I raced up to the summit of Rannerdale (yes, I wanted to do the hill as much as Robin but I also wanted to get to the boozer as much as Dave). At the summit I met a young local lad who had just nipped up in his fell running gear to pass an hour on a beautiful Sunday evening and he talked me through the merits of the fells I could see across the water, before Robin and Dave turned up and Dave's grumpy face scared the young lad away!
The vast bulk of Grassmoor again
Robinson and Fleetwith Pike from the summit of Rannerdale
From the summit of Rannerdale, Robin kindly agreed to forge ahead to pick the car up and come back to pick Dave and myself up on the road. Actually, he tried to suggest that I take his keys and go ahead, but I explained that I would be wracked with eternal guilt should I hit a gigantic sheep on the road and write his car off while driving it uninsured and so therefore would have to politely decline!
And so it fell to Robin to plough on ahead and get the car while Dave and I sauntered down to the road, where we had so sit down for at least 20 minutes while I found a spot where I got a flicker of signal to call home and say goodnight to my daughter.
Someone has to go get the car!
Mellbreak across Crummock Water
Fleetwith Pike looking very fine along Buttermere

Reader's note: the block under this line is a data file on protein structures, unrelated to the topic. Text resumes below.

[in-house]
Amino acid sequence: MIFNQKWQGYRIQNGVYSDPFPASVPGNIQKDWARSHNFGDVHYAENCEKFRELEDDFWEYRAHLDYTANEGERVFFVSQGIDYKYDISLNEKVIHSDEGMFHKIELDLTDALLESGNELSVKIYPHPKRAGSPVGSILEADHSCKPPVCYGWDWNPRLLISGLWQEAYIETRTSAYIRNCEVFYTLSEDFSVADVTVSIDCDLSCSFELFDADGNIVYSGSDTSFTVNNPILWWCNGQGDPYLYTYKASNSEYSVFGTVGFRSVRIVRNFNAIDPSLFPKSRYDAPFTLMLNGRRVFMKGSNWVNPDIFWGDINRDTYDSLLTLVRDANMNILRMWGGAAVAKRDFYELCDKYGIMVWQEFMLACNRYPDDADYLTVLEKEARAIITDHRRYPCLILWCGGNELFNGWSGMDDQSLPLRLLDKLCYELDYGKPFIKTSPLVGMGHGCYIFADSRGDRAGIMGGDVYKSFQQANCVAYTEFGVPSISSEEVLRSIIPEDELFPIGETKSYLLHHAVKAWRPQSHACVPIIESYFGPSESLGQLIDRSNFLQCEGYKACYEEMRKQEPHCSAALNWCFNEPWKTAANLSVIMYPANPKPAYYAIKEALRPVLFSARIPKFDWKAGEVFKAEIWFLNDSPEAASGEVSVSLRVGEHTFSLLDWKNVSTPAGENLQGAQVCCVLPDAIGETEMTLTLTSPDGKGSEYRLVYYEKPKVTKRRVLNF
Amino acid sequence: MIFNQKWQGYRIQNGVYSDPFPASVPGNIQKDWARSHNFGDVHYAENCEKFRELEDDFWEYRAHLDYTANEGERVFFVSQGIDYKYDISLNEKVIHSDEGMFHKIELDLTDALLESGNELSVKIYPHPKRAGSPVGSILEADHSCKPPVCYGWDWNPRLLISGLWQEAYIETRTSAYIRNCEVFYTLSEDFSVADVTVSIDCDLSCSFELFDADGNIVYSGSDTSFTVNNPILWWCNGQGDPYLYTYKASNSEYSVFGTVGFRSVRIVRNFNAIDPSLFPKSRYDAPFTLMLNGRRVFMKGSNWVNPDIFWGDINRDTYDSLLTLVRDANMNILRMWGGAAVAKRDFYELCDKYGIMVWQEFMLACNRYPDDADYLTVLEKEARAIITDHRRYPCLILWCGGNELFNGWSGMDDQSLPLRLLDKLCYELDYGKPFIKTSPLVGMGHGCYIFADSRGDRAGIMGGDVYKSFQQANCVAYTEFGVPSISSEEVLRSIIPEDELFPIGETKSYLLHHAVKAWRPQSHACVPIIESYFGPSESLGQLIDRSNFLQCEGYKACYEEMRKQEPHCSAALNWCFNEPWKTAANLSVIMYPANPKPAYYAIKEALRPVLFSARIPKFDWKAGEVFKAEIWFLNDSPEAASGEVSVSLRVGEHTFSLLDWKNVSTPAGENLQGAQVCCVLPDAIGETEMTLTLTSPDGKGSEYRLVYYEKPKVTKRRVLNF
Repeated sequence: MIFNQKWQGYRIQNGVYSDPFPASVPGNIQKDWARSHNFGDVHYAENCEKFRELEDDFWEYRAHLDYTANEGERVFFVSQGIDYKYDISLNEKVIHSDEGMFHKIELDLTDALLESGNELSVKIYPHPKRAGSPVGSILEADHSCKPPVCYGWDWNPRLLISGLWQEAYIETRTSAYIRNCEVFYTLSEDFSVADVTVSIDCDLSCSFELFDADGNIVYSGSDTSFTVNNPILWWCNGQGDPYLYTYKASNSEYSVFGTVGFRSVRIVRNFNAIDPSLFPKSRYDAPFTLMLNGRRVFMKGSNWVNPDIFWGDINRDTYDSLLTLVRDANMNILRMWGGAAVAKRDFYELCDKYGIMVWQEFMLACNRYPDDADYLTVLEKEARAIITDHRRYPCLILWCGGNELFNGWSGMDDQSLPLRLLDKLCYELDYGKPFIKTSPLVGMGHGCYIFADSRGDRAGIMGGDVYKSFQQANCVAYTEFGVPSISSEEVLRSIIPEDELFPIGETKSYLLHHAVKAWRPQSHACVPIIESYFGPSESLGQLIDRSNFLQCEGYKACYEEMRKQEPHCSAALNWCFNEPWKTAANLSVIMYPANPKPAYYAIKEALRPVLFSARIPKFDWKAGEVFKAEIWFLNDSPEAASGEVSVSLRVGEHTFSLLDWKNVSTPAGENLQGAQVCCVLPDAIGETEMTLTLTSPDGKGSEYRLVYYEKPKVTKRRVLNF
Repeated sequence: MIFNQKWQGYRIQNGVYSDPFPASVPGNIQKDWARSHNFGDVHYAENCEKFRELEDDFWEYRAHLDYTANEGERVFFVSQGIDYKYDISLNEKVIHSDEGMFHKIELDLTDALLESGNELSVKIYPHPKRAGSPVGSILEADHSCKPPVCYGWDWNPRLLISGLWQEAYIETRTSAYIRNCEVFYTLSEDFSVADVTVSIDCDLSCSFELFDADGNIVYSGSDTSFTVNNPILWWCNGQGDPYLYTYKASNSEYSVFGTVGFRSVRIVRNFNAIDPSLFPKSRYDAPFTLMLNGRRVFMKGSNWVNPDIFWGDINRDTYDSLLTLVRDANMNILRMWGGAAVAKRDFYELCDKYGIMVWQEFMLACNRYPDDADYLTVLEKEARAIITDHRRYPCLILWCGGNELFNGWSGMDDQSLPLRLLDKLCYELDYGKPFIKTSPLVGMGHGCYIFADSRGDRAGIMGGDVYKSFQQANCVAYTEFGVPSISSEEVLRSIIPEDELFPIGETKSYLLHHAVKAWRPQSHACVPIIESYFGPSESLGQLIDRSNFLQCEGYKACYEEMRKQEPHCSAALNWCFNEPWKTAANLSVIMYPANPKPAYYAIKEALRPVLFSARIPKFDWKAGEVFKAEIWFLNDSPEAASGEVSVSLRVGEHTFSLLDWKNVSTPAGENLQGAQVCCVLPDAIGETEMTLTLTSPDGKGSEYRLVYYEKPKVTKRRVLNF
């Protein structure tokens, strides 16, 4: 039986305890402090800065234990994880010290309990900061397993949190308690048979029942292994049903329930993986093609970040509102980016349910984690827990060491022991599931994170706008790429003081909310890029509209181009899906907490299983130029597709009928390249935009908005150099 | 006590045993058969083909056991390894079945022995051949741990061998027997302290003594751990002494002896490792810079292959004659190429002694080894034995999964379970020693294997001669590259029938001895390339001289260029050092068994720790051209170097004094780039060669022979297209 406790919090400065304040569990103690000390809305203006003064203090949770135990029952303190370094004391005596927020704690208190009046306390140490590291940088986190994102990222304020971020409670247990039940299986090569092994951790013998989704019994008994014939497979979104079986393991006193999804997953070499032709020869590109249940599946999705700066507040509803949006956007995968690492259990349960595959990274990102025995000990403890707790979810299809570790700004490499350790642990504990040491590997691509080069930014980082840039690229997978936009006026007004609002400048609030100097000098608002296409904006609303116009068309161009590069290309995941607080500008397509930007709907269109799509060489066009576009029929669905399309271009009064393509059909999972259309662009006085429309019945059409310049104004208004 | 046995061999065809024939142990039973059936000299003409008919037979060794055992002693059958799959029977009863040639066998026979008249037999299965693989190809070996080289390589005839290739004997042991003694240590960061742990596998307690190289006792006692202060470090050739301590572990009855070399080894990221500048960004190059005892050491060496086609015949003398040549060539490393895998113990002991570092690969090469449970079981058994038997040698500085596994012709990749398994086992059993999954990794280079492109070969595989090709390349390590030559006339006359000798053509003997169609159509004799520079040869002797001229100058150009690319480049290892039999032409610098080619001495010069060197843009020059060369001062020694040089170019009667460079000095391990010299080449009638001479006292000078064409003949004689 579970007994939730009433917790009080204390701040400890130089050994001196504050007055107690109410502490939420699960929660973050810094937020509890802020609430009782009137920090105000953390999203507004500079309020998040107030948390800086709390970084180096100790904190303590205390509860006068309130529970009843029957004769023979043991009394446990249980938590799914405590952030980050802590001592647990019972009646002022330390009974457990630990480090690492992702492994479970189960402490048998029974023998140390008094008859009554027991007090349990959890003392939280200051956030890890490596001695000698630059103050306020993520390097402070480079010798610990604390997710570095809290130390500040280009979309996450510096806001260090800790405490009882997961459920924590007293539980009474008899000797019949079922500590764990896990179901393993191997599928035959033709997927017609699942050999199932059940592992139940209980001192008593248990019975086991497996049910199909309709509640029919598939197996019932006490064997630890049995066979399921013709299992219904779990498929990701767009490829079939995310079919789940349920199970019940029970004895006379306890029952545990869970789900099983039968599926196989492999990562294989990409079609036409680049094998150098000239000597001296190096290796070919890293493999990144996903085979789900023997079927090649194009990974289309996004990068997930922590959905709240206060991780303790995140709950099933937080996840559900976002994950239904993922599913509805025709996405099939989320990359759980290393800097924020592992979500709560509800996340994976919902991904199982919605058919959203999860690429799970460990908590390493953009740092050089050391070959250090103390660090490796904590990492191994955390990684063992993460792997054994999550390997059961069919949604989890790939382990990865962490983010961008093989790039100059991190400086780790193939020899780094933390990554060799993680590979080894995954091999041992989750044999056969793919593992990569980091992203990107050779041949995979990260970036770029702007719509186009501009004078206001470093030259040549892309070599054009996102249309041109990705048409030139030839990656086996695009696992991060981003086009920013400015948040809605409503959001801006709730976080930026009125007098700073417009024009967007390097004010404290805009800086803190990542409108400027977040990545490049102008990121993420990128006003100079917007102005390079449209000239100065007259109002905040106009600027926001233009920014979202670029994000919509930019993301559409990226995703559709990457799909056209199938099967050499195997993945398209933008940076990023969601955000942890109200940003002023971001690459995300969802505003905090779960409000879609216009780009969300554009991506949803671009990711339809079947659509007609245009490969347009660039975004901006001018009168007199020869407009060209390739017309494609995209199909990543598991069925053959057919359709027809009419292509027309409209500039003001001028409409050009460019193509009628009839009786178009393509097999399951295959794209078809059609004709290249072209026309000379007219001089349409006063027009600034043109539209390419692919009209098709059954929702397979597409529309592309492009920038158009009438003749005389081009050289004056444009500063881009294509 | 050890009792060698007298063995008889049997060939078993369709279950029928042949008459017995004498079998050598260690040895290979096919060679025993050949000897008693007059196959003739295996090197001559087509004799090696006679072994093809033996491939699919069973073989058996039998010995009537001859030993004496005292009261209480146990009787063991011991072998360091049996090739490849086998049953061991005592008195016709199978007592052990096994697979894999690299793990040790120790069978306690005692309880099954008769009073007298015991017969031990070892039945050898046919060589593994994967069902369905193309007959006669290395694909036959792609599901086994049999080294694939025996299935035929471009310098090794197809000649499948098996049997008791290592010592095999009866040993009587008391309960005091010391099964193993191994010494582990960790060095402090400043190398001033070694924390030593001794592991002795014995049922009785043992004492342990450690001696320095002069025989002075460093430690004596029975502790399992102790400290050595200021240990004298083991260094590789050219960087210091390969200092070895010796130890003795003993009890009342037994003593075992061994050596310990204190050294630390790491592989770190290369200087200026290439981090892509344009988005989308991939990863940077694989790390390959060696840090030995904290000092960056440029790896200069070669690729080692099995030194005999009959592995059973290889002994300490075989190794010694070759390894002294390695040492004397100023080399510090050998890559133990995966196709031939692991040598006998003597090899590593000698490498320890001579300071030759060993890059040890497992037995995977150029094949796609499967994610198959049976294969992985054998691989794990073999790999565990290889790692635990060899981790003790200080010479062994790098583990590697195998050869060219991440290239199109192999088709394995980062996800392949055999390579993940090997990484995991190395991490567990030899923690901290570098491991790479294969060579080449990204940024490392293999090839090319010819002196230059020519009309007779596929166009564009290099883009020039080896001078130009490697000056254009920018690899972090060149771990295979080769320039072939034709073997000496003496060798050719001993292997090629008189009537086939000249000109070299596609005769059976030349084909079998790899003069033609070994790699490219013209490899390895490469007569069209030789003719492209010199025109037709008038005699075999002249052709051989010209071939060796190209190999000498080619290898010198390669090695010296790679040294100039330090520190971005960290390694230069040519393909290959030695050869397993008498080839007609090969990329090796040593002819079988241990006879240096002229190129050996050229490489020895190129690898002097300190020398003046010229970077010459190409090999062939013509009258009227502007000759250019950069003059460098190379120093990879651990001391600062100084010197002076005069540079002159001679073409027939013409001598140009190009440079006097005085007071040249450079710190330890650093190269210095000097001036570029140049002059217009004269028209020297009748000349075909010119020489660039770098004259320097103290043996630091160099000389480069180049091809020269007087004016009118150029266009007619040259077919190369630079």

We sat there for a bit longer watching the occasional car tootle past before the fear of completely seizing up got the better of us and we started to head along the road. We got to the parking area just short of half way along, where an unrelentingly steep looking path heads up onto Grassmoor, where we decided to down tools and wait for Robin to roll up, which he duly did a few minutes later.
Rannerdale Knotts from the north
Toto, I've a feeling we're not in Scotland anymore!
We then felt it incumbent upon us to spend some cash in the local Keswick economy and chose to do so by making a visit to the local Wetherspoons, or to give it its Sunday name, the Chief Justice of the Common Pleas. Either that or we were simply foaming at the mouth and not keen on the prospect of driving back to Ambleside before having the opportunity to do anything about it. The driver concurred and so we headed to the former magistrate's court and police station which has now been converted into part of the JD Wetherspoon Empire where we enjoyed good quality, good value pub food and (Dave and myself at least), several pints of Jaipur!
by malky_c » Tue May 01, 2018 9:30 pm
by Graeme D » Wed May 02, 2018 12:06 pm
malky_c wrote:A good looking day out . I enjoyed a number of these before Christmas, but you got much better views than I did down to Buttermere.
Yep. The views down to Buttermere late in the day were one of the highlights of the day. I loved my few days in the Lakes. It was the first time I had spent more than one day walking there and I can't wait to get back! Love it!
by bargee » Sun May 06, 2018 9:38 am
I lacked the energy to walk the ridge from hopegill head.